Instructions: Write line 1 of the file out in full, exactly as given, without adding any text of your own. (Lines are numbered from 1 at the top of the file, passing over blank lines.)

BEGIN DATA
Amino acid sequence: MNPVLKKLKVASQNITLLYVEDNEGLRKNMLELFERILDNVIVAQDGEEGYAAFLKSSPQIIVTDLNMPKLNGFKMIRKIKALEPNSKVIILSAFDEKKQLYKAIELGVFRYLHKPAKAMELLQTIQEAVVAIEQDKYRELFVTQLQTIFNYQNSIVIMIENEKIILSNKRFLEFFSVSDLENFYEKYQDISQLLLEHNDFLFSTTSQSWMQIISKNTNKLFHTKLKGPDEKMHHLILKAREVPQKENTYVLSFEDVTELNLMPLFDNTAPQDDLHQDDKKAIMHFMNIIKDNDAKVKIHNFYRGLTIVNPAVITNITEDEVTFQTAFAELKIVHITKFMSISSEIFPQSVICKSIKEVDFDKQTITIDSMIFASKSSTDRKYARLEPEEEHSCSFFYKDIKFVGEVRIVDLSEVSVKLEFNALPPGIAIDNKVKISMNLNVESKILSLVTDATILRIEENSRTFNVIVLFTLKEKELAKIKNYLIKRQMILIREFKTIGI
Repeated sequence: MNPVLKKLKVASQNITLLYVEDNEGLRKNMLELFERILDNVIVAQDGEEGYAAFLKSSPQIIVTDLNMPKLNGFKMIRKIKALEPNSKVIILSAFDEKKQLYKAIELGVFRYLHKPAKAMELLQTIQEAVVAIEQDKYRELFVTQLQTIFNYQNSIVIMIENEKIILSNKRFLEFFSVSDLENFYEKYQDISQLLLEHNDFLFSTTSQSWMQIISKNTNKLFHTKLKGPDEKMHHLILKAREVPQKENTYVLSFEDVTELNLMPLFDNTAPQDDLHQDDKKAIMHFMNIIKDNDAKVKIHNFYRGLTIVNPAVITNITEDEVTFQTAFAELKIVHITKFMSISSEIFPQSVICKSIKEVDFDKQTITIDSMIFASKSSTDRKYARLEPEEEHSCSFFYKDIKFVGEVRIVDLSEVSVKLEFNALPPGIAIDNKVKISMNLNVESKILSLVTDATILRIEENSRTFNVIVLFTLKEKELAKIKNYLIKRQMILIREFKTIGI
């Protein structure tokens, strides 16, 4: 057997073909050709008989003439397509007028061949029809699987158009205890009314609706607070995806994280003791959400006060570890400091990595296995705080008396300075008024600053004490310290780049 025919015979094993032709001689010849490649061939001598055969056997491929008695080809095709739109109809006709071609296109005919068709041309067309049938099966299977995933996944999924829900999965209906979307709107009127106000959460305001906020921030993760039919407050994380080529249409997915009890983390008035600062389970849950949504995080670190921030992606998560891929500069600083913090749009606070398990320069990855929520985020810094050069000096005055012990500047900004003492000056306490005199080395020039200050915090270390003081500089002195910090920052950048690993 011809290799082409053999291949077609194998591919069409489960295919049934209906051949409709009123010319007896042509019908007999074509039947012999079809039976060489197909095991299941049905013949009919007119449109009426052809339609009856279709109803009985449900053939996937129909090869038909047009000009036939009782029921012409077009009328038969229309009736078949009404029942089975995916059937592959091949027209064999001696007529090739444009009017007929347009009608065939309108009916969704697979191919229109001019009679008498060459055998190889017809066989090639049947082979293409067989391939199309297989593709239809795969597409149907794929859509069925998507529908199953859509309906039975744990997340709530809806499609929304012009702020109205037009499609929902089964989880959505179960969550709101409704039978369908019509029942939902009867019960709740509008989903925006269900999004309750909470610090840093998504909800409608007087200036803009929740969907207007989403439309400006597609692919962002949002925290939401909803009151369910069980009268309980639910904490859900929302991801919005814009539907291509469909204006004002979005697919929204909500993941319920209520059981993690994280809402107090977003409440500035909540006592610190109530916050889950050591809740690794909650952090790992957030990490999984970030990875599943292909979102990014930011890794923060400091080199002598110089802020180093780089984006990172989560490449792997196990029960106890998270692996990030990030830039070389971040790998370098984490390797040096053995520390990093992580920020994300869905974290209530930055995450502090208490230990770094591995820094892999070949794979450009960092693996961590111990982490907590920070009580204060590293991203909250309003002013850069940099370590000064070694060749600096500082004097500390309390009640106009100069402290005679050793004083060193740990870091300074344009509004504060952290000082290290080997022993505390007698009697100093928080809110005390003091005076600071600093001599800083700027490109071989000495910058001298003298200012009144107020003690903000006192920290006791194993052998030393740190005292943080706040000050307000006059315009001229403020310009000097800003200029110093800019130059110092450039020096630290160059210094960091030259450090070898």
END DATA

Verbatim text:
Amino acid sequence: MNPVLKKLKVASQNITLLYVEDNEGLRKNMLELFERILDNVIVAQDGEEGYAAFLKSSPQIIVTDLNMPKLNGFKMIRKIKALEPNSKVIILSAFDEKKQLYKAIELGVFRYLHKPAKAMELLQTIQEAVVAIEQDKYRELFVTQLQTIFNYQNSIVIMIENEKIILSNKRFLEFFSVSDLENFYEKYQDISQLLLEHNDFLFSTTSQSWMQIISKNTNKLFHTKLKGPDEKMHHLILKAREVPQKENTYVLSFEDVTELNLMPLFDNTAPQDDLHQDDKKAIMHFMNIIKDNDAKVKIHNFYRGLTIVNPAVITNITEDEVTFQTAFAELKIVHITKFMSISSEIFPQSVICKSIKEVDFDKQTITIDSMIFASKSSTDRKYARLEPEEEHSCSFFYKDIKFVGEVRIVDLSEVSVKLEFNALPPGIAIDNKVKISMNLNVESKILSLVTDATILRIEENSRTFNVIVLFTLKEKELAKIKNYLIKRQMILIREFKTIGI